Published on Wednesday, January 14, 2004 by the St. Petersburg Times
Rush, George, Paul, Ariel, Together at Last
by Bill Maxwell
Today's column is a roundup. One dictionary defines a roundup as "a gathering in of scattered persons or things."
So many persons and things in the news interest me at this time that I want to share a few with my gentle readers. And please do not ascribe any significance to the order in which these items are presented.
I love this one, appearing Tuesday in USA Today. Rush Limbaugh, the big mouth drug user, has spent a lifetime trashing the American Civil Liberties Union, calling it an enemy of a free America. Well, guess what? The pinko ACLU has come to the defense of the liberal-hating darling of Republican zealots.
According to USA Today, the ACLU has "filed court papers supporting Limbaugh's argument that investigators violated his constitutional right to privacy when they seized his medical records to determine whether he violated any laws by obtaining prescriptions for about 2,000 painkillers from four local doctors." The beefy Rush suffers from back pain.
Think about it: The ACLU is defending a despicable person who has made a lucrative career out of insulting defenders of the most cherished amendments to the U.S. Constitution. Ironically, Rush's attorney, Roy Black, had the unmitigated gall to argue that Rush's case affects all Floridians, regardless of political leanings. True, but will Rush, along with his Dittohead ilk, learn anything from the ACLU's principled, liberal action? What I love most about the ACLU is that it will, on principle, defend the KKK and Nazis when these bastards are right.
Here is another gem. The U.S. Army War College, founded in 1901 and operated by the Army, has published a report asserting that the invasion of Iraq was unnecessary and has diverted precious resources and focus from the more serious battle against Al-Qaida.
Written by Jeffrey Record, a defense expert and a visiting research professor at the Strategic Studies Institute of the Army War College, the report blasts President Bush for claiming that Saddam Hussein and Al-Qaida were "a single, undifferentiated terrorist threat."
Pentagon officials dismissed Record's findings, arguing that the respected scholar is entitled to his opinion. And whose opinion on terrorism does the Pentagon value? That of George W. Bush - our most incurious president ever. Members of the Army War College, of which Record is one, publish must-read studies on military and national security issues.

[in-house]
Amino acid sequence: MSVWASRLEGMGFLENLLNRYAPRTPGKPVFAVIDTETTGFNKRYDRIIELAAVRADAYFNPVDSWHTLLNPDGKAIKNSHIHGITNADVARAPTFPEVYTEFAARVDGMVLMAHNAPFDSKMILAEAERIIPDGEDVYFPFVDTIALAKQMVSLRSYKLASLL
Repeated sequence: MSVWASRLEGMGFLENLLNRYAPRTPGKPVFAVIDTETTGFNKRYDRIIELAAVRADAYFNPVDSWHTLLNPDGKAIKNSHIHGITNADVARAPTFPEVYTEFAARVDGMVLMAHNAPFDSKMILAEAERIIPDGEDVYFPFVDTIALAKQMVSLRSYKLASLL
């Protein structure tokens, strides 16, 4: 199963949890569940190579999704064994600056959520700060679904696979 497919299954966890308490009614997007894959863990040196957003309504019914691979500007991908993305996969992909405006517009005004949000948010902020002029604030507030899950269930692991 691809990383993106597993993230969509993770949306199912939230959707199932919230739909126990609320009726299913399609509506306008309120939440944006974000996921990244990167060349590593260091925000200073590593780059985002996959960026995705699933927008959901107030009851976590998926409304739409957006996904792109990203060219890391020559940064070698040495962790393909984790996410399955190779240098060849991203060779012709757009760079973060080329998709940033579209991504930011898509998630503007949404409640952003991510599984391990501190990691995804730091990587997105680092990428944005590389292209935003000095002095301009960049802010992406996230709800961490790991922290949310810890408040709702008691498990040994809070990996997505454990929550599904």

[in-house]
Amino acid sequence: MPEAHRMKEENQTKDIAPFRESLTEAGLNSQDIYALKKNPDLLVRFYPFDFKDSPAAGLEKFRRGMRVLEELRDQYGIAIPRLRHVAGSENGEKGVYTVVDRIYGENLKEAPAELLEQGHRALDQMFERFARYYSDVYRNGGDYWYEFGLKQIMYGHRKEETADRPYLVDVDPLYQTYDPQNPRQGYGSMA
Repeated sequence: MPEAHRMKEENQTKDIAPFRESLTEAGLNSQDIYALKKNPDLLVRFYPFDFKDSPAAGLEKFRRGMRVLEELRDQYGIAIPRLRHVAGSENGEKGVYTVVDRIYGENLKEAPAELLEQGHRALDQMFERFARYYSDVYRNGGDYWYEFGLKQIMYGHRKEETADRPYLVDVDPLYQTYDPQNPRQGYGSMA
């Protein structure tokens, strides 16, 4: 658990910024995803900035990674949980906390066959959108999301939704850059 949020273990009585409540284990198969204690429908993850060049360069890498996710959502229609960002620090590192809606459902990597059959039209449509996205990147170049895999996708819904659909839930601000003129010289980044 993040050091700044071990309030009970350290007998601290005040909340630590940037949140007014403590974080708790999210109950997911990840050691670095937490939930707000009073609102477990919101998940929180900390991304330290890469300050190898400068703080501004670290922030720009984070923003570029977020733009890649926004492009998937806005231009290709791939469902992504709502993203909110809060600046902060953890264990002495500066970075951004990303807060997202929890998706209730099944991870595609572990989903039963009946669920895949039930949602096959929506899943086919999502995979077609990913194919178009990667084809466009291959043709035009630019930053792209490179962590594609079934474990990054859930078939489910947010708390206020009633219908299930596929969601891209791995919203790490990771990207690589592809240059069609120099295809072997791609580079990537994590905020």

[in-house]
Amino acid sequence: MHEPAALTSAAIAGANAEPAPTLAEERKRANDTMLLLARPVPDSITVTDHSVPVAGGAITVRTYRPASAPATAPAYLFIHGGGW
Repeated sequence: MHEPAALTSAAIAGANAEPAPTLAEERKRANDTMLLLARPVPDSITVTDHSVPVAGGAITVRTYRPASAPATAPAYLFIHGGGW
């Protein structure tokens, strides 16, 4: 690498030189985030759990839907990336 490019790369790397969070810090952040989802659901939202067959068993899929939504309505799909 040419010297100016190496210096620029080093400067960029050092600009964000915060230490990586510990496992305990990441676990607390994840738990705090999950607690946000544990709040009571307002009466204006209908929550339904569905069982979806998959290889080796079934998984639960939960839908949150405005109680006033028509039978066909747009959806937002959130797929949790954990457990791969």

The next item is a real doozy. Of course, we all now know who PaulO'Neill is. In case you have been out of town, O'Neill is Bush's former Treasury secretary who has collaborated on a book contending that, during his tenure on the Cabinet, his boss - from day one - was disengaged on issues that mattered most but was hell-bent on invading Iraq. The decision on Iraq, O'Neill says, was made before the World Trade Center attacks.
All of that is fine, but here is the most interesting part of the O'Neill dust-up. Following O'Neill's Sunday night appearance on CBS' 60 Minutes, the White House began a probe into O'Neill's possible misuse of classified ("secret") documents in making his public case against Incurious George.
Now, here is why this ugly matter finds its way into my roundup: The Bush administration wasted no time - one day - in launching a fierce, legal attack against O'Neill, while it still has not shown any genuine interest in discovering who disclosed the identity of Valerie Plame, the CIA employee whose husband argued, in a New York Times column, that Bush had misled the public about Iraq's supposed purchase of "yellow cake" from an African nation.
What is the difference between these two alleged breaches of loyalty? I will not insult the intelligence of my gentle readers by trying to explain.
My final item involves Israel. In attempting to justify the immoral, stupid construction of a 25-foot wall on the edge of East Jerusalem, home to thousands of Palestinians, Israeli Prime Minister Ariel Sharon had this to say: "I know that people are talking about the fence. You know who built the fence? Terror built the fence."
If I did not know better, I would think that Jesse Jackson's wordsmith was writing Sharon's stuff - "terror built the fence."
A more salient question for Sharon to ask is this: You know who built terror?
The answer is a simple one, one that Israelis and their American supporters do not want to hear: The perpetual, daily dehumanization of the Palestinian diaspora built terror. The terror, therefore, built the fence. The fence, subsequently, will engender more terror, ad infinitum.
My simple roundup.
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